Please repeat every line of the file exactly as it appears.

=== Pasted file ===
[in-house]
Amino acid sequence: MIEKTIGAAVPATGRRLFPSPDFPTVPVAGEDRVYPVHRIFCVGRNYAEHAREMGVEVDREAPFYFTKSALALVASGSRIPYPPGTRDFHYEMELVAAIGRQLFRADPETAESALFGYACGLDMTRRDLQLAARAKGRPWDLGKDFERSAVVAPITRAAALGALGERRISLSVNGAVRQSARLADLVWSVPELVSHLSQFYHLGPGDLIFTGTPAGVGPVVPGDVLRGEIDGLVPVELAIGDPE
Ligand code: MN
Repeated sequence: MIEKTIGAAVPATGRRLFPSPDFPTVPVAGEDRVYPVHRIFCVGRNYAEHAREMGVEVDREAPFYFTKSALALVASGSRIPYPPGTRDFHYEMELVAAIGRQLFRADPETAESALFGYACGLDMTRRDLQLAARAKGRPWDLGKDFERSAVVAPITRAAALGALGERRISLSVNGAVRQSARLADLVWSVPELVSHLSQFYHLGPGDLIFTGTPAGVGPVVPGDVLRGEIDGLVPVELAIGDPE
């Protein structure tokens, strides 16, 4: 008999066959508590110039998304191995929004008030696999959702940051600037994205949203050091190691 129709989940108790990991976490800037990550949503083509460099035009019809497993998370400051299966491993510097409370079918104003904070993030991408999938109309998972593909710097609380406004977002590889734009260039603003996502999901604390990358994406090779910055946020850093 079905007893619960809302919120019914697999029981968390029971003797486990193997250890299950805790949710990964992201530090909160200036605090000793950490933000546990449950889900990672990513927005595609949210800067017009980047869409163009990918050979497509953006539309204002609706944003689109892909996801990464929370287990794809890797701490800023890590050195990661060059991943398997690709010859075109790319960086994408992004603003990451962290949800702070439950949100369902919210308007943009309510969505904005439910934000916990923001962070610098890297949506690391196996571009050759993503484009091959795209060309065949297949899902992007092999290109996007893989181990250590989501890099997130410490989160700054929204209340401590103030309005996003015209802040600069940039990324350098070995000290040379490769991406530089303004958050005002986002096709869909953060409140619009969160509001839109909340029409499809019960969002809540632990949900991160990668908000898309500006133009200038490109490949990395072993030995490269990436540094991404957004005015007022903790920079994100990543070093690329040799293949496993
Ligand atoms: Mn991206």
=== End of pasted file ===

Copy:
[in-house]
Amino acid sequence: MIEKTIGAAVPATGRRLFPSPDFPTVPVAGEDRVYPVHRIFCVGRNYAEHAREMGVEVDREAPFYFTKSALALVASGSRIPYPPGTRDFHYEMELVAAIGRQLFRADPETAESALFGYACGLDMTRRDLQLAARAKGRPWDLGKDFERSAVVAPITRAAALGALGERRISLSVNGAVRQSARLADLVWSVPELVSHLSQFYHLGPGDLIFTGTPAGVGPVVPGDVLRGEIDGLVPVELAIGDPE
Ligand code: MN
Repeated sequence: MIEKTIGAAVPATGRRLFPSPDFPTVPVAGEDRVYPVHRIFCVGRNYAEHAREMGVEVDREAPFYFTKSALALVASGSRIPYPPGTRDFHYEMELVAAIGRQLFRADPETAESALFGYACGLDMTRRDLQLAARAKGRPWDLGKDFERSAVVAPITRAAALGALGERRISLSVNGAVRQSARLADLVWSVPELVSHLSQFYHLGPGDLIFTGTPAGVGPVVPGDVLRGEIDGLVPVELAIGDPE
């Protein structure tokens, strides 16, 4: 008999066959508590110039998304191995929004008030696999959702940051600037994205949203050091190691 129709989940108790990991976490800037990550949503083509460099035009019809497993998370400051299966491993510097409370079918104003904070993030991408999938109309998972593909710097609380406004977002590889734009260039603003996502999901604390990358994406090779910055946020850093 079905007893619960809302919120019914697999029981968390029971003797486990193997250890299950805790949710990964992201530090909160200036605090000793950490933000546990449950889900990672990513927005595609949210800067017009980047869409163009990918050979497509953006539309204002609706944003689109892909996801990464929370287990794809890797701490800023890590050195990661060059991943398997690709010859075109790319960086994408992004603003990451962290949800702070439950949100369902919210308007943009309510969505904005439910934000916990923001962070610098890297949506690391196996571009050759993503484009091959795209060309065949297949899902992007092999290109996007893989181990250590989501890099997130410490989160700054929204209340401590103030309005996003015209802040600069940039990324350098070995000290040379490769991406530089303004958050005002986002096709869909953060409140619009969160509001839109909340029409499809019960969002809540632990949900991160990668908000898309500006133009200038490109490949990395072993030995490269990436540094991404957004005015007022903790920079994100990543070093690329040799293949496993
Ligand atoms: Mn991206």